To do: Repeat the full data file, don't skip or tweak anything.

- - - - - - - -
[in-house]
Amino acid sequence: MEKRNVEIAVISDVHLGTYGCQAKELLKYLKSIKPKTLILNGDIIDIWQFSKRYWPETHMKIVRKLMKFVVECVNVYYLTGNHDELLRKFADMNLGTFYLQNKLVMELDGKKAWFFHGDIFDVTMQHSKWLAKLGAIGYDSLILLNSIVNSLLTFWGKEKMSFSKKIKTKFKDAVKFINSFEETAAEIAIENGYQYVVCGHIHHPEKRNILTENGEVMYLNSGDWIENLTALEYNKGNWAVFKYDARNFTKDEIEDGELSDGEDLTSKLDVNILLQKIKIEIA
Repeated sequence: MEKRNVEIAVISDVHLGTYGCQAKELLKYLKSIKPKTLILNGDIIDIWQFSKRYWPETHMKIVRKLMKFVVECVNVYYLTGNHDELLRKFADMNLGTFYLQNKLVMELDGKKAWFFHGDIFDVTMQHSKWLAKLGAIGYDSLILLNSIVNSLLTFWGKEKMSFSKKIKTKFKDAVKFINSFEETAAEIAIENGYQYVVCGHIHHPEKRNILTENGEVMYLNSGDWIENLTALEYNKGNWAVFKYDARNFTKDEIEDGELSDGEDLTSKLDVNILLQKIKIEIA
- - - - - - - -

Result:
[in-house]
Amino acid sequence: MEKRNVEIAVISDVHLGTYGCQAKELLKYLKSIKPKTLILNGDIIDIWQFSKRYWPETHMKIVRKLMKFVVECVNVYYLTGNHDELLRKFADMNLGTFYLQNKLVMELDGKKAWFFHGDIFDVTMQHSKWLAKLGAIGYDSLILLNSIVNSLLTFWGKEKMSFSKKIKTKFKDAVKFINSFEETAAEIAIENGYQYVVCGHIHHPEKRNILTENGEVMYLNSGDWIENLTALEYNKGNWAVFKYDARNFTKDEIEDGELSDGEDLTSKLDVNILLQKIKIEIA
Repeated sequence: MEKRNVEIAVISDVHLGTYGCQAKELLKYLKSIKPKTLILNGDIIDIWQFSKRYWPETHMKIVRKLMKFVVECVNVYYLTGNHDELLRKFADMNLGTFYLQNKLVMELDGKKAWFFHGDIFDVTMQHSKWLAKLGAIGYDSLILLNSIVNSLLTFWGKEKMSFSKKIKTKFKDAVKFINSFEETAAEIAIENGYQYVVCGHIHHPEKRNILTENGEVMYLNSGDWIENLTALEYNKGNWAVFKYDARNFTKDEIEDGELSDGEDLTSKLDVNILLQKIKIEIA